Members of the Ireland squad, including team captain Brian O’Driscoll, took part in an autograph session at their training facility in Rotorua on Monday, meeting and greeting fans both young and old.
Brian O’Driscoll, Tommy Bowe, Tomas O’Leary, Rob Kearney, Andrew Trimble and Gordon D’Arcy were on hand to chat to fans, sign autographs and pose for photographs at a specially arranged meet and greet session.
The Ireland players took time out from their training schedule to pass on rugby tips and put smiles on faces, ahead of Friday’s tour match against New Zealand Maori at Rotorua International Stadium (kick-off 7.35pm local time/8.35am Irish time).
Click here to view photos from Monday’s training session and the players’ time with some young autograph hunters.
Friday’s uncapped game is historic for a couple of reasons. It is the first ever senior meeting between the Maoris and Ireland, and is part of New Zealand Maori rugby’s centenary celebrations.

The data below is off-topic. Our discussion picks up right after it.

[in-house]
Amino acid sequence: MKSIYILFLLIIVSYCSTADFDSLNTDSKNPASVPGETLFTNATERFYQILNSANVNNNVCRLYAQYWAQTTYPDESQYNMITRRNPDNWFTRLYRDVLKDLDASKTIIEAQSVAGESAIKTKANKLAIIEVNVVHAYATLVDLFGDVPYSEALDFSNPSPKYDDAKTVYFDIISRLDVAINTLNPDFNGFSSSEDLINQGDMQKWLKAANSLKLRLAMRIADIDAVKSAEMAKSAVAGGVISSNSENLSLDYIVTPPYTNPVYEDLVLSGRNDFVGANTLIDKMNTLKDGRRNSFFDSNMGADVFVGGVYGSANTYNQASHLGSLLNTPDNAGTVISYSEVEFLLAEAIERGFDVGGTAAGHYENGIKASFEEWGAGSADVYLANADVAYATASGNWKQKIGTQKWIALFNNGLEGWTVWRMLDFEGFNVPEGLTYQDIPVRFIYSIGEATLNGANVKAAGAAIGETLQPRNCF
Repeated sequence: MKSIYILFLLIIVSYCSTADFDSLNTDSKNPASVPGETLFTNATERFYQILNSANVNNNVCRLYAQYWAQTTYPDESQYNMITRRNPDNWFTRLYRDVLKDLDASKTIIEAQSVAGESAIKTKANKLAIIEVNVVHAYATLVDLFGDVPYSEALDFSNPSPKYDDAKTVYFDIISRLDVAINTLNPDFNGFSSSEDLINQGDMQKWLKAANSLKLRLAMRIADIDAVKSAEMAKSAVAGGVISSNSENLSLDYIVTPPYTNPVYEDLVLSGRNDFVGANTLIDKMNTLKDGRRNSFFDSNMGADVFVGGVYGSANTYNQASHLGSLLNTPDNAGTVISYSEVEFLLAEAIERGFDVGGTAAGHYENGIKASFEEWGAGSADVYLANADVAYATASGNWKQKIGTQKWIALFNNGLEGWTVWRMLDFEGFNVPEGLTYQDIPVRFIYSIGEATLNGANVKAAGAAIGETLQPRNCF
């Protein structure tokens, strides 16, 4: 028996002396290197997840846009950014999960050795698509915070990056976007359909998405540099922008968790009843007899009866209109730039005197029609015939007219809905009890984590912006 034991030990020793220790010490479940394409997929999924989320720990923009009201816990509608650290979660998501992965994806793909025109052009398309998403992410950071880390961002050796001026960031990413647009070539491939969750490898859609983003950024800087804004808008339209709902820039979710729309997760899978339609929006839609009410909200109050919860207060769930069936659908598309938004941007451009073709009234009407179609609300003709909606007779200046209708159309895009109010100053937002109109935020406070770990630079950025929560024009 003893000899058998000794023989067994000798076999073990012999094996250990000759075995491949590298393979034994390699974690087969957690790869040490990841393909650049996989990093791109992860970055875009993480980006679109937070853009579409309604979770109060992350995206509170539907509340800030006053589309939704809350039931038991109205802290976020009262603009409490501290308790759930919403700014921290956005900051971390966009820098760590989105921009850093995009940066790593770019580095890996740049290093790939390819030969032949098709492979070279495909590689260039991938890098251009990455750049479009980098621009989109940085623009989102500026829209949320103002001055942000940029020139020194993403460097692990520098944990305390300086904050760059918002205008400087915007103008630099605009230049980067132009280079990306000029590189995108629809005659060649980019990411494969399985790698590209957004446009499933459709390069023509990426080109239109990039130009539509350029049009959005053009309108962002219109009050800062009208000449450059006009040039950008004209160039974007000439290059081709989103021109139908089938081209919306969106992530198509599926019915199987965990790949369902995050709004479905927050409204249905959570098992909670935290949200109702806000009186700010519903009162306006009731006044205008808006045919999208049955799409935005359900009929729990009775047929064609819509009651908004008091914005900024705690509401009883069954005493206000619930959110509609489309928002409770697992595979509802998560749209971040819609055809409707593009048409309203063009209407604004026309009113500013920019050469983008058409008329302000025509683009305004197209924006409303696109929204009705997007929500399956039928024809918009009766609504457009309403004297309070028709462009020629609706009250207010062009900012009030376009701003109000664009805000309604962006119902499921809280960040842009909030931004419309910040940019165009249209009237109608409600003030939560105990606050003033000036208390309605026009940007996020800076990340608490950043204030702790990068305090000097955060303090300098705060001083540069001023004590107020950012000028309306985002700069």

It comes within weeks of the 100th anniversary of the first ever match involving an official New Zealand Maori team. That side played a Rotorua sub-union team on May 21, 1910, winning on a 25-5 scoreline.
The idea of a wholly Maori side was first mooted in the 1880s, resulting in the formation of the New Zealand Natives, whose famous 1888 tour was to have a tremendous impact on New Zealand rugby.
Since their debut in 1910, the New Zealand Maori team has played almost every provincial side in New Zealand as well as numerous national sides and has toured extensively overseas.
The team has a proud record which includes victories in the professional era over England, Argentina, Scotland and Fiji, and an historic 19-13 win over a 2005 British & Irish Lions outfit that had Brian O’Driscoll, Gordon D’Arcy, Paul O’Connell, Shane Byrne, Simon Easterby, Ronan O’Gara and Shane Horgan in the matchday squad.
The Maoris also played Ireland ‘A’ at the 2006 and 2007 Churchill Cup tournaments, claiming 27-6 and 50-22 victories respectively.
So too is it appropriate that the first game between New Zealand Maori and Ireland should be held in Rotorua. The Bay of Plenty region has long been regarded as the home of Maori rugby in the country.
Bay of Plenty Rugby Union CEO Jeremy Curragh said: “This will be the biggest game hosted by Bay of Plenty since the Lions visited us in 2005.
“We hope the Bay of Plenty public get right behind this game as it will be a fantastic occasion.”
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